From the President . . .

On The Stream, Setting An Example

As we are seeing a growth in fishing, especially fly fishing, Texas rivers, lakes, and bays are seeing more pressure than ever. As stewards to the Guadalupe River, we should be setting examples of stream etiquette and manners.

Just a couple of pointers:

If you are approaching someone else fishing, ask yourself if you are giving them enough space. The river is big enough that you don't need to be fishing right over their shoulder.

If you are fishing a run and not catching fish and someone else is waiting patiently, give them a chance to fish it (you might learn something new).

Don't stay on one run all day long, even if there aren't people waiting to get in, the word "pressure" translates to fish also, so give them a break.

This river is here for all Texans to enjoy, but some anglers don't understand stream manners and we should be the leaders and teachers, by example. A confrontation is generally not necessary and just ruins your day and someone else's. After all, it is "just fishin'."

On the National Front

The following article should be of interest to all GRTU members, since it involves one of the most urgent needs to protect our coldwater fisheries:


By Jeff Curtis, TU's Western Conservation Director

A little more than five years ago, U.S. District Court Judge Malcolm Marsh admonished the National Marine Fisheries Service (NMFS) for its Northwest salmon recovery efforts, saying they were "too heavily geared towards a status quo, when the situation literally cries out for a major overhaul."

Simply put, the draft biological opinion released in July by NMFS does not measure up to the Judge's reasonable and accurate assessment. This is not a complete overhaul. The document, offering little more than a tune-up, is grounded in the faulty assumption that the region-and the salmon-have time to tinker with peripheral fixes while the four lower Snake dams, the heart of the problem, continue killing salmon.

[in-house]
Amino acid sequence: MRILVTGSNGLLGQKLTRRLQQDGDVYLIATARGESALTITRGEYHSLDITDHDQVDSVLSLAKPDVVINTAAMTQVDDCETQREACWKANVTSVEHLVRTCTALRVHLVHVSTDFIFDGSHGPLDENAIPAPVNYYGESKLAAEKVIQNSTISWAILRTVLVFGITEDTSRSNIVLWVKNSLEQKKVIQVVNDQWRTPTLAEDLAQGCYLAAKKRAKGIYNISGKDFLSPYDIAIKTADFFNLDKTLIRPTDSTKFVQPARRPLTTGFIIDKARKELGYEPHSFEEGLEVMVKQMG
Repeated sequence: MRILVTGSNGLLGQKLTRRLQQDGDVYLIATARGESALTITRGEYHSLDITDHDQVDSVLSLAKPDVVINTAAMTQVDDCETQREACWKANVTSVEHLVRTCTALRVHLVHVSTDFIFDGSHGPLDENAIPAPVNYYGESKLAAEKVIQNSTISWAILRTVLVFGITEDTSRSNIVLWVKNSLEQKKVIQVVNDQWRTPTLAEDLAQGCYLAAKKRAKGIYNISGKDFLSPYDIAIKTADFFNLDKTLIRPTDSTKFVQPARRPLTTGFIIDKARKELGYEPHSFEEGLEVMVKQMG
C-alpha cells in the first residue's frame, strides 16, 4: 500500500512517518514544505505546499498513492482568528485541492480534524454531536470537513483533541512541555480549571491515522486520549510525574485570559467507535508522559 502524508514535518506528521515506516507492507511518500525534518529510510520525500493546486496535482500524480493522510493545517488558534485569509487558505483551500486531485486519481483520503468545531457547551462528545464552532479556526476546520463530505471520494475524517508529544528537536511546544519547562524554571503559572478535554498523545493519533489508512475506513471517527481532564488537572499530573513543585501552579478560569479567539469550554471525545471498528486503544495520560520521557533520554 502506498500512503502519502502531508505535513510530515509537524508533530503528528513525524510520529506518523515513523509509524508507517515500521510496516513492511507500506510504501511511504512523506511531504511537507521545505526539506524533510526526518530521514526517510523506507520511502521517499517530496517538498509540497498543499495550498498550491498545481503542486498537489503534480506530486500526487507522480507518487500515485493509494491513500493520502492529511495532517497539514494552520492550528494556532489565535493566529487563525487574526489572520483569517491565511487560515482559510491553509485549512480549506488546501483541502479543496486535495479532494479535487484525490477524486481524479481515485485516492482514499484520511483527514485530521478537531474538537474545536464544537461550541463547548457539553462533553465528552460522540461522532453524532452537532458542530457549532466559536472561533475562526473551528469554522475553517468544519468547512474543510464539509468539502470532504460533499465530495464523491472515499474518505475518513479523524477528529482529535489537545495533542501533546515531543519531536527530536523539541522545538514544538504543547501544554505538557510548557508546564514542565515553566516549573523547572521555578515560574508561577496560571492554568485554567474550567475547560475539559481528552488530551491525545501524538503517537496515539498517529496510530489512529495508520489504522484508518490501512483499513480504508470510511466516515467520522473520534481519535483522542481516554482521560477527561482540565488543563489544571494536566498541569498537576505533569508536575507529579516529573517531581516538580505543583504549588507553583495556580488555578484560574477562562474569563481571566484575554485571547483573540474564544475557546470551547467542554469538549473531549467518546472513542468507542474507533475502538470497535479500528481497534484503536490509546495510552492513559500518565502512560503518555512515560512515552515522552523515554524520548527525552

The Administration is saying that we have five to 10 years, maybe longer, for salmon "habitat improvements" and the creation of "salmon sanctuaries" before we need to make any serious decisions. We do have salmon habitat and salmon sanctuaries, but they are either blocked by the four dams or buried underwater behind them.

The sad, simple fact is that time has literally run out on wild Snake River salmon. A Trout Unlimited-sponsored study completed by a well-respected biologist last year found that if conditions don't change, wild spring and summer chinook will be functionally extinct by 2017-a fact that was confirmed last year when two of seven wild Snake River spring and summer chinook indicator stocks had zero adults return to spawn. Do the math: A five- to 10-year delay coupled with the seven to nine years required for dam removal puts the salmon right to the edge of extinction or, in a worse case scenario, into the precipice of extinction. In the last five years Judge Marsh's decision has apparently fallen on deaf ears and a result, time has run out for the salmon and for us.

Wild Snake River salmon need boldness by the Administration and the recognition that we no longer have the luxury of time. The plan that was released fails to recognize that time has run out for the Snake River salmon. If allowed to go forward in its current form, it may well be a death sentence for the salmon.

TU has delivered over 9,000 comments to the Administration in support of dam removal. In the coming months, we will step up our public education and advocacy efforts and file comments on the draft biological opinion prior to the close of the agency's public comment period on September 27.

For more information, contact Jeff Curtis at (503) 827-5700;

Tune Into TUTV

The 1999 season of "Trout Unlimited Television" is now airing on ESPN or ESPN2. Shows broadcast on Saturdays at 7 a.m. EST. As always, please confirm times with your local listings. For descriptions of the shows, visit The site also sells gear and merchandise as featured on TUTV, provides information on our sponsors, and offers "how-to" fishing tips for beginning and seasoned anglers.

Thank You,

Scott Graham, GRTU President


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